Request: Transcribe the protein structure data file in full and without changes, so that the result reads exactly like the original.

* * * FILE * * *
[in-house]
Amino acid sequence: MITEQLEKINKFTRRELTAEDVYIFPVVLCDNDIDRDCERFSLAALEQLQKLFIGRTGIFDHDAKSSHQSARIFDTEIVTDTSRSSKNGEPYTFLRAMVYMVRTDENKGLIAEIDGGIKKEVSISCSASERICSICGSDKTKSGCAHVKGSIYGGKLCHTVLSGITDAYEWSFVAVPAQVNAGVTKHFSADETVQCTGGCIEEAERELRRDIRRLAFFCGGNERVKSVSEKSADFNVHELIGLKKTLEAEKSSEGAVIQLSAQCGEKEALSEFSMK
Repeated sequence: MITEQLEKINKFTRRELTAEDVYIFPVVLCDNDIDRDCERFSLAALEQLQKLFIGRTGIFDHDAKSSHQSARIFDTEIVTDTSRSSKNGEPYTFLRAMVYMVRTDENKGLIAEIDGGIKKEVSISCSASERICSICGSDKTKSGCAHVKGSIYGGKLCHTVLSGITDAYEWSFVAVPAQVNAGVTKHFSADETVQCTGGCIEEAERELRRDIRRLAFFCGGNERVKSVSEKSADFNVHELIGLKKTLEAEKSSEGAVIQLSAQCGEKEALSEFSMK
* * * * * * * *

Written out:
[in-house]
Amino acid sequence: MITEQLEKINKFTRRELTAEDVYIFPVVLCDNDIDRDCERFSLAALEQLQKLFIGRTGIFDHDAKSSHQSARIFDTEIVTDTSRSSKNGEPYTFLRAMVYMVRTDENKGLIAEIDGGIKKEVSISCSASERICSICGSDKTKSGCAHVKGSIYGGKLCHTVLSGITDAYEWSFVAVPAQVNAGVTKHFSADETVQCTGGCIEEAERELRRDIRRLAFFCGGNERVKSVSEKSADFNVHELIGLKKTLEAEKSSEGAVIQLSAQCGEKEALSEFSMK
Repeated sequence: MITEQLEKINKFTRRELTAEDVYIFPVVLCDNDIDRDCERFSLAALEQLQKLFIGRTGIFDHDAKSSHQSARIFDTEIVTDTSRSSKNGEPYTFLRAMVYMVRTDENKGLIAEIDGGIKKEVSISCSASERICSICGSDKTKSGCAHVKGSIYGGKLCHTVLSGITDAYEWSFVAVPAQVNAGVTKHFSADETVQCTGGCIEEAERELRRDIRRLAFFCGGNERVKSVSEKSADFNVHELIGLKKTLEAEKSSEGAVIQLSAQCGEKEALSEFSMK